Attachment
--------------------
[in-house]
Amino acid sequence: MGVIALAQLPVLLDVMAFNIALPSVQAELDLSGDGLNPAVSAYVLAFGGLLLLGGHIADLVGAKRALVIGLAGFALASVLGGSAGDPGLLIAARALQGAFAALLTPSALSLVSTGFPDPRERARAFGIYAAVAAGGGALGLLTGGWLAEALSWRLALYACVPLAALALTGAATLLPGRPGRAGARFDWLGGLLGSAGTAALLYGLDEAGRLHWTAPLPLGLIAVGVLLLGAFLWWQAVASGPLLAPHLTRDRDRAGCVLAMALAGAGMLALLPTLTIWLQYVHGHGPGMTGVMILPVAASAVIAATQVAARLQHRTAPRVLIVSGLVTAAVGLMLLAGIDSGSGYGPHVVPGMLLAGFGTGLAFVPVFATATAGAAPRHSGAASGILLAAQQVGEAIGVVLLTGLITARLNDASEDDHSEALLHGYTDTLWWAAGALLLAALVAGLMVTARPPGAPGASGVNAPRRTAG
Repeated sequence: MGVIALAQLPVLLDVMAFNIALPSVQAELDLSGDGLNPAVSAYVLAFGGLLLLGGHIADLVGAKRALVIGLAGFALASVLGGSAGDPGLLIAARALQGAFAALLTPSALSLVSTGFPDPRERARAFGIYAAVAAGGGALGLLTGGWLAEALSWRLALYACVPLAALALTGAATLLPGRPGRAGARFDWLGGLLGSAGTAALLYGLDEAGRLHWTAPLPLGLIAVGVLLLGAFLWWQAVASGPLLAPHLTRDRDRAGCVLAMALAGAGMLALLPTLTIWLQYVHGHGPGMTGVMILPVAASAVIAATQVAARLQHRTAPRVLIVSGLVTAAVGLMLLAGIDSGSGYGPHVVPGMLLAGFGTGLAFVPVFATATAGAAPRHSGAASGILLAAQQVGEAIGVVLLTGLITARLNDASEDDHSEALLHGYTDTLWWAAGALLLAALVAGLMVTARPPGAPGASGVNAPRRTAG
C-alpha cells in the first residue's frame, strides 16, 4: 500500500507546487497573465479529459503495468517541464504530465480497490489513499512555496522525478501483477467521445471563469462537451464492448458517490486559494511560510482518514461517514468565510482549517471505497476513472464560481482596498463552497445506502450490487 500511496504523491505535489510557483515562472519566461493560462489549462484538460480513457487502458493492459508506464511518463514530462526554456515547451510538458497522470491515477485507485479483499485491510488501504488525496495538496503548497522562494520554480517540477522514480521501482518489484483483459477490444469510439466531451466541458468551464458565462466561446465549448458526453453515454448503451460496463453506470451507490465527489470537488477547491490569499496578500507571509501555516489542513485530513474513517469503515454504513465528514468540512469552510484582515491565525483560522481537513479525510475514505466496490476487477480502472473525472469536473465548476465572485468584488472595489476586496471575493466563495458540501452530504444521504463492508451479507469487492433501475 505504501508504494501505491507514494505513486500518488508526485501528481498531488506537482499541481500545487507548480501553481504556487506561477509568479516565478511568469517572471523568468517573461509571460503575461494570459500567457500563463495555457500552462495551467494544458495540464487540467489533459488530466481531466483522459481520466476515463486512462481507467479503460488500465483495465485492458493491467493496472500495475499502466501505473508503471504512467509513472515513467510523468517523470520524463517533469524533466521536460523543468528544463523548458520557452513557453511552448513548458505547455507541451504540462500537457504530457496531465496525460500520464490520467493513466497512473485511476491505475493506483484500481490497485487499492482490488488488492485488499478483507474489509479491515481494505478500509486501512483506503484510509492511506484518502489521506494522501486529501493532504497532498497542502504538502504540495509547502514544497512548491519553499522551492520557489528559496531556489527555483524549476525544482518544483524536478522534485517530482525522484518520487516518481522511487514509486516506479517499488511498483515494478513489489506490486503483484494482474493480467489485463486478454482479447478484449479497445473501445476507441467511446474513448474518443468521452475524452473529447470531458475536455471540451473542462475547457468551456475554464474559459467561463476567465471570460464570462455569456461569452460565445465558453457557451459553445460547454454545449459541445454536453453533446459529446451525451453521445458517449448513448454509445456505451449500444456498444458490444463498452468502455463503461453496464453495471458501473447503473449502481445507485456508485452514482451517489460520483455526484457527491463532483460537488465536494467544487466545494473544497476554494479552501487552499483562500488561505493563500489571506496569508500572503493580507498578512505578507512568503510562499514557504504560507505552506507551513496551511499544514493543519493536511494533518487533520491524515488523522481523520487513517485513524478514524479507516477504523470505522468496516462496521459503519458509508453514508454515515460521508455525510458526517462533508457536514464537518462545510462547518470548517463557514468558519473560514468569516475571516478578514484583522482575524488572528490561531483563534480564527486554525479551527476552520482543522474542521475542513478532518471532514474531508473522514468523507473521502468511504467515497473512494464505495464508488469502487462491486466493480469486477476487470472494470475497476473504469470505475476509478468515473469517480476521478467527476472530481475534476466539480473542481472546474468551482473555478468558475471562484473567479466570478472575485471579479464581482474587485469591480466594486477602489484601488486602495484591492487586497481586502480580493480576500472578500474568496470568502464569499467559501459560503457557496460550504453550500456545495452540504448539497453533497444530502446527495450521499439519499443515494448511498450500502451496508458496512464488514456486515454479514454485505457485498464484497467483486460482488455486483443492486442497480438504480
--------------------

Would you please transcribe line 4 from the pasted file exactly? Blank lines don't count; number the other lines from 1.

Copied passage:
C-alpha cells in the first residue's frame, strides 16, 4: 500500500507546487497573465479529459503495468517541464504530465480497490489513499512555496522525478501483477467521445471563469462537451464492448458517490486559494511560510482518514461517514468565510482549517471505497476513472464560481482596498463552497445506502450490487 500511496504523491505535489510557483515562472519566461493560462489549462484538460480513457487502458493492459508506464511518463514530462526554456515547451510538458497522470491515477485507485479483499485491510488501504488525496495538496503548497522562494520554480517540477522514480521501482518489484483483459477490444469510439466531451466541458468551464458565462466561446465549448458526453453515454448503451460496463453506470451507490465527489470537488477547491490569499496578500507571509501555516489542513485530513474513517469503515454504513465528514468540512469552510484582515491565525483560522481537513479525510475514505466496490476487477480502472473525472469536473465548476465572485468584488472595489476586496471575493466563495458540501452530504444521504463492508451479507469487492433501475 505504501508504494501505491507514494505513486500518488508526485501528481498531488506537482499541481500545487507548480501553481504556487506561477509568479516565478511568469517572471523568468517573461509571460503575461494570459500567457500563463495555457500552462495551467494544458495540464487540467489533459488530466481531466483522459481520466476515463486512462481507467479503460488500465483495465485492458493491467493496472500495475499502466501505473508503471504512467509513472515513467510523468517523470520524463517533469524533466521536460523543468528544463523548458520557452513557453511552448513548458505547455507541451504540462500537457504530457496531465496525460500520464490520467493513466497512473485511476491505475493506483484500481490497485487499492482490488488488492485488499478483507474489509479491515481494505478500509486501512483506503484510509492511506484518502489521506494522501486529501493532504497532498497542502504538502504540495509547502514544497512548491519553499522551492520557489528559496531556489527555483524549476525544482518544483524536478522534485517530482525522484518520487516518481522511487514509486516506479517499488511498483515494478513489489506490486503483484494482474493480467489485463486478454482479447478484449479497445473501445476507441467511446474513448474518443468521452475524452473529447470531458475536455471540451473542462475547457468551456475554464474559459467561463476567465471570460464570462455569456461569452460565445465558453457557451459553445460547454454545449459541445454536453453533446459529446451525451453521445458517449448513448454509445456505451449500444456498444458490444463498452468502455463503461453496464453495471458501473447503473449502481445507485456508485452514482451517489460520483455526484457527491463532483460537488465536494467544487466545494473544497476554494479552501487552499483562500488561505493563500489571506496569508500572503493580507498578512505578507512568503510562499514557504504560507505552506507551513496551511499544514493543519493536511494533518487533520491524515488523522481523520487513517485513524478514524479507516477504523470505522468496516462496521459503519458509508453514508454515515460521508455525510458526517462533508457536514464537518462545510462547518470548517463557514468558519473560514468569516475571516478578514484583522482575524488572528490561531483563534480564527486554525479551527476552520482543522474542521475542513478532518471532514474531508473522514468523507473521502468511504467515497473512494464505495464508488469502487462491486466493480469486477476487470472494470475497476473504469470505475476509478468515473469517480476521478467527476472530481475534476466539480473542481472546474468551482473555478468558475471562484473567479466570478472575485471579479464581482474587485469591480466594486477602489484601488486602495484591492487586497481586502480580493480576500472578500474568496470568502464569499467559501459560503457557496460550504453550500456545495452540504448539497453533497444530502446527495450521499439519499443515494448511498450500502451496508458496512464488514456486515454479514454485505457485498464484497467483486460482488455486483443492486442497480438504480